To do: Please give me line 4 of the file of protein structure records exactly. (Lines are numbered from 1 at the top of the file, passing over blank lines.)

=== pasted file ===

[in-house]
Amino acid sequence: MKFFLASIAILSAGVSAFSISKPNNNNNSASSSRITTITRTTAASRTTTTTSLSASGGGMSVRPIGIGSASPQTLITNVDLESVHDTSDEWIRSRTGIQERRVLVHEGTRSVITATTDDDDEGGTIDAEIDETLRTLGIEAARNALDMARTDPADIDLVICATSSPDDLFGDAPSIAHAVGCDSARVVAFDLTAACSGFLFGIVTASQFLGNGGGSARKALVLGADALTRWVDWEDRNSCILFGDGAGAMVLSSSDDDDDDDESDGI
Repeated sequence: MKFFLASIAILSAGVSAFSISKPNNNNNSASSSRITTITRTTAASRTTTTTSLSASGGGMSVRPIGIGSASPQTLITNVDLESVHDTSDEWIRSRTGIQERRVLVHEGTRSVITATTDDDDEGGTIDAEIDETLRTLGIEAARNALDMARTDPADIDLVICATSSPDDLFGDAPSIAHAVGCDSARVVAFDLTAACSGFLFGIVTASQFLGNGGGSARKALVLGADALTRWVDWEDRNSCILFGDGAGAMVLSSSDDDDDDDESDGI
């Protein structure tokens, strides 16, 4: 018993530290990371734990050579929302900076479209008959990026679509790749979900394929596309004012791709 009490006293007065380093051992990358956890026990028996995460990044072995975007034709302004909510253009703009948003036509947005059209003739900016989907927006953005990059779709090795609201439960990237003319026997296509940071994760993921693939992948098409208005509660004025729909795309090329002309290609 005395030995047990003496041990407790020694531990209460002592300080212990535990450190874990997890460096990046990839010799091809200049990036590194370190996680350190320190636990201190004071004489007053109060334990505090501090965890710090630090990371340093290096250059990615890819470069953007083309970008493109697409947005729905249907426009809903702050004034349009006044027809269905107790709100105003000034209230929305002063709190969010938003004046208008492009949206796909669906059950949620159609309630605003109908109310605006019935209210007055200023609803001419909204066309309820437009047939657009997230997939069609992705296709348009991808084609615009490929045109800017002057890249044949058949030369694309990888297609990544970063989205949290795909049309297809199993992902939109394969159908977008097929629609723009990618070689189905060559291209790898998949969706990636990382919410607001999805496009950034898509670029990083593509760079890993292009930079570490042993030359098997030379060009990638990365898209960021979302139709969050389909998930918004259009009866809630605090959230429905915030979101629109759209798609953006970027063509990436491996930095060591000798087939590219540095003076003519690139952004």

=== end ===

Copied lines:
């Protein structure tokens, strides 16, 4: 018993530290990371734990050579929302900076479209008959990026679509790749979900394929596309004012791709 009490006293007065380093051992990358956890026990028996995460990044072995975007034709302004909510253009703009948003036509947005059209003739900016989907927006953005990059779709090795609201439960990237003319026997296509940071994760993921693939992948098409208005509660004025729909795309090329002309290609 005395030995047990003496041990407790020694531990209460002592300080212990535990450190874990997890460096990046990839010799091809200049990036590194370190996680350190320190636990201190004071004489007053109060334990505090501090965890710090630090990371340093290096250059990615890819470069953007083309970008493109697409947005729905249907426009809903702050004034349009006044027809269905107790709100105003000034209230929305002063709190969010938003004046208008492009949206796909669906059950949620159609309630605003109908109310605006019935209210007055200023609803001419909204066309309820437009047939657009997230997939069609992705296709348009991808084609615009490929045109800017002057890249044949058949030369694309990888297609990544970063989205949290795909049309297809199993992902939109394969159908977008097929629609723009990618070689189905060559291209790898998949969706990636990382919410607001999805496009950034898509670029990083593509760079890993292009930079570490042993030359098997030379060009990638990365898209960021979302139709969050389909998930918004259009009866809630605090959230429905915030979101629109759209798609953006970027063509990436491996930095060591000798087939590219540095003076003519690139952004």